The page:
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SQ4. How much have we progressed in understanding the key mysteries of human intelligence?

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AI, the study of how to build an intelligent machine, and cognitive science, the study of human intelligence, have been evolving in complementary ways. A view of human intelligence that has gained prominence over the last five years holds that it is collective—that individuals are just one cog in a larger intellectual machine. Their roles in that collective are likely to be different than the roles of machines, because their strengths are different. Humans are able to share intentionality with other humans—to pursue common goals as a team—and doing so may require having features that are uniquely human: a certain kind of biological hardware with its associated needs and a certain kind of cultural experience. In contrast, machines have vast storehouses of data, along with the ability to process it and communicate with other machines at remarkable speeds. In that sense, AI is developing in ways that improve its ability to collaborate with and support people, rather than in ways that mimic human intelligence. Still, there are remarkable parallels between the operation of individual human minds and that of deep learning machines. AI seems to be evolving in a way that adopts some core human features—specifically, those that relate to perception and memory.

In the early days of AI, a traditional view of human intelligence understood it as a distinct capacity of human cognition, related to a person’s ability to process information. Intelligence was a property that could be measured in any sufficiently complex cognitive system, and individuals differed in their mental horsepower. Today, this view is rare among cognitive scientists and others who study human intelligence. The key mysteries of human intelligence that have come to concern researchers for more than a decade include questions not only about how people are able to interpret complex inputs, solve difficult problems, and make reasonable judgments and decisions quickly, but also how we are able to negotiate emotionally nuanced relationships, use attitudes and emotions and other bodily signals to guide our decision-making, and understand other people’s intentions.1 The study of intelligence has become the study of how people are able to adapt and succeed, not just how an impressive information-processing system works.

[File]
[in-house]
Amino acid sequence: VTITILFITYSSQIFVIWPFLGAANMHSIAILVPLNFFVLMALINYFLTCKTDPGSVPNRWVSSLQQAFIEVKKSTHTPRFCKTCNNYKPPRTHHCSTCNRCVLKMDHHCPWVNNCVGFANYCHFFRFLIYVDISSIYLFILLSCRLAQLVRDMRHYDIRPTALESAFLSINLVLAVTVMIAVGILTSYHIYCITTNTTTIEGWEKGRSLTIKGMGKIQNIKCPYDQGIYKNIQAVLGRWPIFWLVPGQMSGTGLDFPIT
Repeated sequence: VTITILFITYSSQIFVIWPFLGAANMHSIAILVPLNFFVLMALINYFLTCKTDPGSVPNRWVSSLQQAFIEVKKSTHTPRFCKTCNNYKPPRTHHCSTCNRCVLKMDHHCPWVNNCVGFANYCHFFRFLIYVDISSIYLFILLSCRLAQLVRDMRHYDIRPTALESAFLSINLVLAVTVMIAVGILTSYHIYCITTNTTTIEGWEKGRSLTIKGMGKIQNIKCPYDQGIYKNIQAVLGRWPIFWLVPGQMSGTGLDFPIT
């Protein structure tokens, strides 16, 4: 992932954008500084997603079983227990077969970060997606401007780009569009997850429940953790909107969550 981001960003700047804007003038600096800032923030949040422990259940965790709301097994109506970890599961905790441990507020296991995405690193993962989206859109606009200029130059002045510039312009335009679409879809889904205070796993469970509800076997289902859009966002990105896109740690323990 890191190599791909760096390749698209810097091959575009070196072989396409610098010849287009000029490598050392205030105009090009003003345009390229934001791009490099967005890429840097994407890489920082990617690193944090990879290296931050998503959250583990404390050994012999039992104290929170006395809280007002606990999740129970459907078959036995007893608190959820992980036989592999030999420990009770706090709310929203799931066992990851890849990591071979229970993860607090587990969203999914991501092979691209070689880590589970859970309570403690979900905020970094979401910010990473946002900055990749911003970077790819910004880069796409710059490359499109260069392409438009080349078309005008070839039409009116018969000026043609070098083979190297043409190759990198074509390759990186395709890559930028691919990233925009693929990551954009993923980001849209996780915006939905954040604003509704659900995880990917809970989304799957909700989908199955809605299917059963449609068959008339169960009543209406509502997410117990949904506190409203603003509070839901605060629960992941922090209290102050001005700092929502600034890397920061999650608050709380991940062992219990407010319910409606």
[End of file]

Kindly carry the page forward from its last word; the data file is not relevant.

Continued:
The modern study of human intelligence draws on a variety of forms of evidence. Cognitive psychology uses experimental studies of cognitive performance to look at the nature of human cognition and its capabilities. Collective intelligence is the study of how intelligence is designed for and emerges from group (rather than individual) activity. Psychometrics is the study of how people vary in what they can do, how their capabilities are determined, and how abilities relate to demographic variables. Cognitive neuroscience looks at how the brain’s hardware is involved in implementing psychological and social processes. In the context of cognitive science, artificial intelligence is concerned with how advances in automating skills associated with humans provide proofs-of-concept about how humans might go about doing the same things. 

Developments in human-intelligence research in the last five years have been inspired more by collective intelligence,2 cognitive neuroscience,3 and artificial intelligence4 than by cognitive psychology or psychometrics. The study of working memory, attention, and executive processing in cognitive psychology, once understood as the mental components supporting intelligence, have become central topics in the study of cognitive neuroscience.5 Psychometric work on intelligence itself has splintered, due to the recognition that a single “intelligence” dimension like IQ does not adequately characterize human problem-solving potential.6 Abilities like empathy, impulse control, and storytelling turn out to be just as important. Over the past half decade, major shifts in the understanding of human intelligence have favored the topics discussed below.

Collective Intelligence

Research from a variety of fields reinforces the view that intelligence is a property not only of individuals, but also of collectives.7 As we know from work on the wisdom of crowds,8 collectives can be surprisingly insightful, especially when many individuals with relevant knowledge make independent contributions, unaffected by pressures to conform to group norms. Deliberating groups can also exhibit greater intelligence than individuals, especially when they follow norms that encourage challenge and constructive criticism. 

Intelligence is a group property in the sense that the quality of a group’s performance does not depend on the IQs of the individual members of the group.9 It is easier to predict group performance if you know how good the group is at turn-taking or how empathetic the members are than if you know the IQs of group members. Research on children shows they are sensitive to what others know when deciding whose advice to take.10

Studies of social networks have shown the role of collective intelligence in determining individual beliefs. Some of those studies help explain the distribution of beliefs across society, showing that patterns of message transmission in social networks can account for both broad acceptance of beliefs endorsed by science and simultaneous minority acceptance of conspiracy theories.11 Such studies also offer a window into political polarization by showing that even a collection of rational decision-makers can end up splitting into incompatible subgroups under the influence of information bubbles.12

AI research on cooperation lags behind that of competition. Recently, the community has begun to invest more attention in cooperative games like Hanabi, shown here. Researchers at Facebook AI Research have shown that a combination of deep reinforcement learning and a “theory of mind”-like search procedure could achieve state-of-the-art performance in this cooperative game. It remains to be seen whether AI strategies learned from AI-AI cooperation transfer to AI-human scenarios. From:…